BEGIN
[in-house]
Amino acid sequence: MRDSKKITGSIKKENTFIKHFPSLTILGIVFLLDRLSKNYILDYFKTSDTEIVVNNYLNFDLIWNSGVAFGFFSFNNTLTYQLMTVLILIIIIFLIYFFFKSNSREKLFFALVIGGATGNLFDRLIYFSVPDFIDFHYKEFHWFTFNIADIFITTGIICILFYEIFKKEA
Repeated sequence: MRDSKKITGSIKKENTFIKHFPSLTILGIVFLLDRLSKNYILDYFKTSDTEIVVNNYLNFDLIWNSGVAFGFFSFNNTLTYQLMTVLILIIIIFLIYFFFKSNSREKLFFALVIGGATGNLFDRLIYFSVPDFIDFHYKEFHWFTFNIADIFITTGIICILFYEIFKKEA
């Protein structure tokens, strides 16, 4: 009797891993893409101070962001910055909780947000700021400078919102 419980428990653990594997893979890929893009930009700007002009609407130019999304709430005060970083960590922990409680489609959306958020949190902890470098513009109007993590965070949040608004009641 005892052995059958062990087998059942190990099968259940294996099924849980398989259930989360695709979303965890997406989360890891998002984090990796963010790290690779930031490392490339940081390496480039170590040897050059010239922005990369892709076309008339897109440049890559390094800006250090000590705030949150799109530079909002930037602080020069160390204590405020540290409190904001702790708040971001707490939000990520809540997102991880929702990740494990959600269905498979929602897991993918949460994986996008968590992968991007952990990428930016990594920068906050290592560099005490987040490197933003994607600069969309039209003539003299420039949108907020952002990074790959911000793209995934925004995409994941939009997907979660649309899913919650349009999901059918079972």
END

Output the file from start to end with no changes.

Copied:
[in-house]
Amino acid sequence: MRDSKKITGSIKKENTFIKHFPSLTILGIVFLLDRLSKNYILDYFKTSDTEIVVNNYLNFDLIWNSGVAFGFFSFNNTLTYQLMTVLILIIIIFLIYFFFKSNSREKLFFALVIGGATGNLFDRLIYFSVPDFIDFHYKEFHWFTFNIADIFITTGIICILFYEIFKKEA
Repeated sequence: MRDSKKITGSIKKENTFIKHFPSLTILGIVFLLDRLSKNYILDYFKTSDTEIVVNNYLNFDLIWNSGVAFGFFSFNNTLTYQLMTVLILIIIIFLIYFFFKSNSREKLFFALVIGGATGNLFDRLIYFSVPDFIDFHYKEFHWFTFNIADIFITTGIICILFYEIFKKEA
């Protein structure tokens, strides 16, 4: 009797891993893409101070962001910055909780947000700021400078919102 419980428990653990594997893979890929893009930009700007002009609407130019999304709430005060970083960590922990409680489609959306958020949190902890470098513009109007993590965070949040608004009641 005892052995059958062990087998059942190990099968259940294996099924849980398989259930989360695709979303965890997406989360890891998002984090990796963010790290690779930031490392490339940081390496480039170590040897050059010239922005990369892709076309008339897109440049890559390094800006250090000590705030949150799109530079909002930037602080020069160390204590405020540290409190904001702790708040971001707490939000990520809540997102991880929702990740494990959600269905498979929602897991993918949460994986996008968590992968991007952990990428930016990594920068906050290592560099005490987040490197933003994607600069969309039209003539003299420039949108907020952002990074790959911000793209995934925004995409994941939009997907979660649309899913919650349009999901059918079972």